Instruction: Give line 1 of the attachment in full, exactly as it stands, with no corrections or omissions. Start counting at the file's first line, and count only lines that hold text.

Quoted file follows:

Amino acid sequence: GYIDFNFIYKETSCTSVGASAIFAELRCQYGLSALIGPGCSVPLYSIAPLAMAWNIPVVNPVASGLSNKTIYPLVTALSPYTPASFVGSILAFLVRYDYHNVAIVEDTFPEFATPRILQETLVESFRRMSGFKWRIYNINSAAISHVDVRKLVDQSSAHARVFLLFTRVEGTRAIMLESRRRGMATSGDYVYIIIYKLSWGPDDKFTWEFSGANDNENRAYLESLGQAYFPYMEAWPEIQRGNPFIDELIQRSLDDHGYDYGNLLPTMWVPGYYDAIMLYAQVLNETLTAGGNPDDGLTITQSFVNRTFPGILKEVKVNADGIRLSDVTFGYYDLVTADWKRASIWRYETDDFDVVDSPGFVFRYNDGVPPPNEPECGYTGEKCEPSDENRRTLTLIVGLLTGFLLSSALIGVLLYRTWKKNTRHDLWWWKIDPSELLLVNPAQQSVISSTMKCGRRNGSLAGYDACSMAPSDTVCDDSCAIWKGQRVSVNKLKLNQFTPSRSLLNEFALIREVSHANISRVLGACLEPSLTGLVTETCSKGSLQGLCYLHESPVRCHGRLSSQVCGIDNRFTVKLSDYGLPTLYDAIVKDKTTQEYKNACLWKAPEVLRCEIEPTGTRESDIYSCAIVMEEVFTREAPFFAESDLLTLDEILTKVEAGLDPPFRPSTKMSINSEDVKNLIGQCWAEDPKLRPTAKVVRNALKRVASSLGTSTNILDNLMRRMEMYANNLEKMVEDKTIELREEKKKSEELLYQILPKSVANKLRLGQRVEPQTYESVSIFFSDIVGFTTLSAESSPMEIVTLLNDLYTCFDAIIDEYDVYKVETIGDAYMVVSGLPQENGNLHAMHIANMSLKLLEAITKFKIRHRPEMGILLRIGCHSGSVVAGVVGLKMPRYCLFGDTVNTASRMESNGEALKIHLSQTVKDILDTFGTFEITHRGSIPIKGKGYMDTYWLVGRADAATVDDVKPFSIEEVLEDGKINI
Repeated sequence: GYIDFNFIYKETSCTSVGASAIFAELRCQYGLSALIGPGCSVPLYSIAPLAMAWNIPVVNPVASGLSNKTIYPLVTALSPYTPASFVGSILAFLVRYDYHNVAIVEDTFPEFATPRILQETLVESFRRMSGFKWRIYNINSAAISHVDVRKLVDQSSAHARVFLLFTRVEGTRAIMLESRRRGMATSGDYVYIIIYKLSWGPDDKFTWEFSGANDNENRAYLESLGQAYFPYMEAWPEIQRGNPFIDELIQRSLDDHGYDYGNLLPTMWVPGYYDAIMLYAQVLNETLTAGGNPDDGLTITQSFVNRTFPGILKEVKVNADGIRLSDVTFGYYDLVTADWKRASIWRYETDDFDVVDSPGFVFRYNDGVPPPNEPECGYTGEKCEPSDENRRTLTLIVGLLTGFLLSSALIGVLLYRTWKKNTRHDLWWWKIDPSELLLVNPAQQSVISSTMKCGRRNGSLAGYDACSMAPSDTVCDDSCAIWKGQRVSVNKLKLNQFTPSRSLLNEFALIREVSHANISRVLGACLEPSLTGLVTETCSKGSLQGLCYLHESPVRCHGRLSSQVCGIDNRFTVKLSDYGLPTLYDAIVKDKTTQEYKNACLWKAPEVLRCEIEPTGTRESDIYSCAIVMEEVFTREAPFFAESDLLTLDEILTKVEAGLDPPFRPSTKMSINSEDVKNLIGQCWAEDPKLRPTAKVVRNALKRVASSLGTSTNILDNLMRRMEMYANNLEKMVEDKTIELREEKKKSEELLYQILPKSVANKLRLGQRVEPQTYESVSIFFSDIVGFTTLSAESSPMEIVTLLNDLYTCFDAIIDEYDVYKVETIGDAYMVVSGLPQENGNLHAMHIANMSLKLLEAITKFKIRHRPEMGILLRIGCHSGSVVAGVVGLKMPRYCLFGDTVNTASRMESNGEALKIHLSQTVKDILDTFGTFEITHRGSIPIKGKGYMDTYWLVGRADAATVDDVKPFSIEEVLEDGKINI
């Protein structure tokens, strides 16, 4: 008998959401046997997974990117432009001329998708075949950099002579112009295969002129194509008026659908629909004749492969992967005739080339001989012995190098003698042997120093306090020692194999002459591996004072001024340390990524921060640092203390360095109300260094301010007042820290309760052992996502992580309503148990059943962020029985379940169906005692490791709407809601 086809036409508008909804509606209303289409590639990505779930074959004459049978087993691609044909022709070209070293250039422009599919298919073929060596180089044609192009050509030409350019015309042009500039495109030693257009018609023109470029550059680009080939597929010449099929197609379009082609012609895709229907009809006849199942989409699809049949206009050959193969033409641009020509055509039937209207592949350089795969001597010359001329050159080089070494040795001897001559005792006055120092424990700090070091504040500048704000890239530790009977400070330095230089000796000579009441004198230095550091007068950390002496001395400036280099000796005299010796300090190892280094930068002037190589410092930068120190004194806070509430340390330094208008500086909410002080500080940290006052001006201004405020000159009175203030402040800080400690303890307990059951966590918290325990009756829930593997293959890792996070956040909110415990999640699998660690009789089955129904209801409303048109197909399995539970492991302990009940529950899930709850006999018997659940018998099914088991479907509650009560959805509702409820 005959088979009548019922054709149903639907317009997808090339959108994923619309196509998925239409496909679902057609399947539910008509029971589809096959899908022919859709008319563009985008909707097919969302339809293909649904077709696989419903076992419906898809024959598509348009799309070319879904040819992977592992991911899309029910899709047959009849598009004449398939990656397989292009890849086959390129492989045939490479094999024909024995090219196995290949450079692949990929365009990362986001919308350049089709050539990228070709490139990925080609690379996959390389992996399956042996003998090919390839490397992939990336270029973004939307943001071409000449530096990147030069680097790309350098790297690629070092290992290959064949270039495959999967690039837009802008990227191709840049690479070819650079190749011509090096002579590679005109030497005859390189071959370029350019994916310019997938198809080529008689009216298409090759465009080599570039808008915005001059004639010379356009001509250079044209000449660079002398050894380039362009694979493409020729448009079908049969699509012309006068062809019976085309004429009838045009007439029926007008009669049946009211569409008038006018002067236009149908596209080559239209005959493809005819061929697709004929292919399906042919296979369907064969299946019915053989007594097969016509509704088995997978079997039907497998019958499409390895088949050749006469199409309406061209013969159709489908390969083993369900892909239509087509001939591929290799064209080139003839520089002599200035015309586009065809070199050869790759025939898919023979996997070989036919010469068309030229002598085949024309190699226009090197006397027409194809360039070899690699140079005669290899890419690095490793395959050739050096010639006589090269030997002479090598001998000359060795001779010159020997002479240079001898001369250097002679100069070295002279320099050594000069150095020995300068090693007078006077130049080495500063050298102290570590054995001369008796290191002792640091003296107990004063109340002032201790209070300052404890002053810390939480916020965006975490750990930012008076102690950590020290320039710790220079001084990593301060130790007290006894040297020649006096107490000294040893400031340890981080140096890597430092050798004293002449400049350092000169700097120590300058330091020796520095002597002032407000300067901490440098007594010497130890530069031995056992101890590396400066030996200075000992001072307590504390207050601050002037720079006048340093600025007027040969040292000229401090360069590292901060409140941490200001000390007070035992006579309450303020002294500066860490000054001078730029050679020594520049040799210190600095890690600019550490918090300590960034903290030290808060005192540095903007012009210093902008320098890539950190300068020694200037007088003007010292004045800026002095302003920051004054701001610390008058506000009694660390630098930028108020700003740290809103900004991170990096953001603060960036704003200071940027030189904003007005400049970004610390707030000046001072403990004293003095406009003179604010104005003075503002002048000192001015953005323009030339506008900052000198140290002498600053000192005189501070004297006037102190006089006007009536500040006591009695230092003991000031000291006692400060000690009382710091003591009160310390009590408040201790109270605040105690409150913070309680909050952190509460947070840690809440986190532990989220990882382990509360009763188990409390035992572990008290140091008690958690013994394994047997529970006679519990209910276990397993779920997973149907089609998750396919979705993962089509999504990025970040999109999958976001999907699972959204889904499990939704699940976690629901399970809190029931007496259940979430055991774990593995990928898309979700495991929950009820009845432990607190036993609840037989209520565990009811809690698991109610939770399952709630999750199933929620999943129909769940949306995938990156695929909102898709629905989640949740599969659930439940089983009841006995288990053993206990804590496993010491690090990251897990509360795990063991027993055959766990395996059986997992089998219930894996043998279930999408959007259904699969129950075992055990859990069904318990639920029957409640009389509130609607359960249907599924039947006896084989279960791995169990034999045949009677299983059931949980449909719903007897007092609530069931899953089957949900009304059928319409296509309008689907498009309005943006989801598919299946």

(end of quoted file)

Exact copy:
Amino acid sequence: GYIDFNFIYKETSCTSVGASAIFAELRCQYGLSALIGPGCSVPLYSIAPLAMAWNIPVVNPVASGLSNKTIYPLVTALSPYTPASFVGSILAFLVRYDYHNVAIVEDTFPEFATPRILQETLVESFRRMSGFKWRIYNINSAAISHVDVRKLVDQSSAHARVFLLFTRVEGTRAIMLESRRRGMATSGDYVYIIIYKLSWGPDDKFTWEFSGANDNENRAYLESLGQAYFPYMEAWPEIQRGNPFIDELIQRSLDDHGYDYGNLLPTMWVPGYYDAIMLYAQVLNETLTAGGNPDDGLTITQSFVNRTFPGILKEVKVNADGIRLSDVTFGYYDLVTADWKRASIWRYETDDFDVVDSPGFVFRYNDGVPPPNEPECGYTGEKCEPSDENRRTLTLIVGLLTGFLLSSALIGVLLYRTWKKNTRHDLWWWKIDPSELLLVNPAQQSVISSTMKCGRRNGSLAGYDACSMAPSDTVCDDSCAIWKGQRVSVNKLKLNQFTPSRSLLNEFALIREVSHANISRVLGACLEPSLTGLVTETCSKGSLQGLCYLHESPVRCHGRLSSQVCGIDNRFTVKLSDYGLPTLYDAIVKDKTTQEYKNACLWKAPEVLRCEIEPTGTRESDIYSCAIVMEEVFTREAPFFAESDLLTLDEILTKVEAGLDPPFRPSTKMSINSEDVKNLIGQCWAEDPKLRPTAKVVRNALKRVASSLGTSTNILDNLMRRMEMYANNLEKMVEDKTIELREEKKKSEELLYQILPKSVANKLRLGQRVEPQTYESVSIFFSDIVGFTTLSAESSPMEIVTLLNDLYTCFDAIIDEYDVYKVETIGDAYMVVSGLPQENGNLHAMHIANMSLKLLEAITKFKIRHRPEMGILLRIGCHSGSVVAGVVGLKMPRYCLFGDTVNTASRMESNGEALKIHLSQTVKDILDTFGTFEITHRGSIPIKGKGYMDTYWLVGRADAATVDDVKPFSIEEVLEDGKINI